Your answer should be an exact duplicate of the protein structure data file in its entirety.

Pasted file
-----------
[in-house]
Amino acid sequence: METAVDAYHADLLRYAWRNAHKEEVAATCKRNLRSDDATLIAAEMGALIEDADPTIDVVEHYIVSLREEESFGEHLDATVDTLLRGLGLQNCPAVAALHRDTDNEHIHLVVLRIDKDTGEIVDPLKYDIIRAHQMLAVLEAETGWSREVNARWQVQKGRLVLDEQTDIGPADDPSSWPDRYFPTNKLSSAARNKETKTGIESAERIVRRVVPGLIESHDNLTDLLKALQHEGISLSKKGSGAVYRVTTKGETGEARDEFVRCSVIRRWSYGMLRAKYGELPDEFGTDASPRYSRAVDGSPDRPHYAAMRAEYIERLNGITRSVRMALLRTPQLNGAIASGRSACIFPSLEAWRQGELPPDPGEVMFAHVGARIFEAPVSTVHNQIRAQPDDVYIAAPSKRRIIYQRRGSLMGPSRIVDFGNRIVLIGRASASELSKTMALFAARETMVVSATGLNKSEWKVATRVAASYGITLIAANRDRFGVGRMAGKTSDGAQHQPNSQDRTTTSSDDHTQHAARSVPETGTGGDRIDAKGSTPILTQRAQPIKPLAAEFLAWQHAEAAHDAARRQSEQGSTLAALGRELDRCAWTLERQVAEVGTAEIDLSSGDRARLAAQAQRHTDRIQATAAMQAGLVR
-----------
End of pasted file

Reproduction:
[in-house]
Amino acid sequence: METAVDAYHADLLRYAWRNAHKEEVAATCKRNLRSDDATLIAAEMGALIEDADPTIDVVEHYIVSLREEESFGEHLDATVDTLLRGLGLQNCPAVAALHRDTDNEHIHLVVLRIDKDTGEIVDPLKYDIIRAHQMLAVLEAETGWSREVNARWQVQKGRLVLDEQTDIGPADDPSSWPDRYFPTNKLSSAARNKETKTGIESAERIVRRVVPGLIESHDNLTDLLKALQHEGISLSKKGSGAVYRVTTKGETGEARDEFVRCSVIRRWSYGMLRAKYGELPDEFGTDASPRYSRAVDGSPDRPHYAAMRAEYIERLNGITRSVRMALLRTPQLNGAIASGRSACIFPSLEAWRQGELPPDPGEVMFAHVGARIFEAPVSTVHNQIRAQPDDVYIAAPSKRRIIYQRRGSLMGPSRIVDFGNRIVLIGRASASELSKTMALFAARETMVVSATGLNKSEWKVATRVAASYGITLIAANRDRFGVGRMAGKTSDGAQHQPNSQDRTTTSSDDHTQHAARSVPETGTGGDRIDAKGSTPILTQRAQPIKPLAAEFLAWQHAEAAHDAARRQSEQGSTLAALGRELDRCAWTLERQVAEVGTAEIDLSSGDRARLAAQAQRHTDRIQATAAMQAGLVR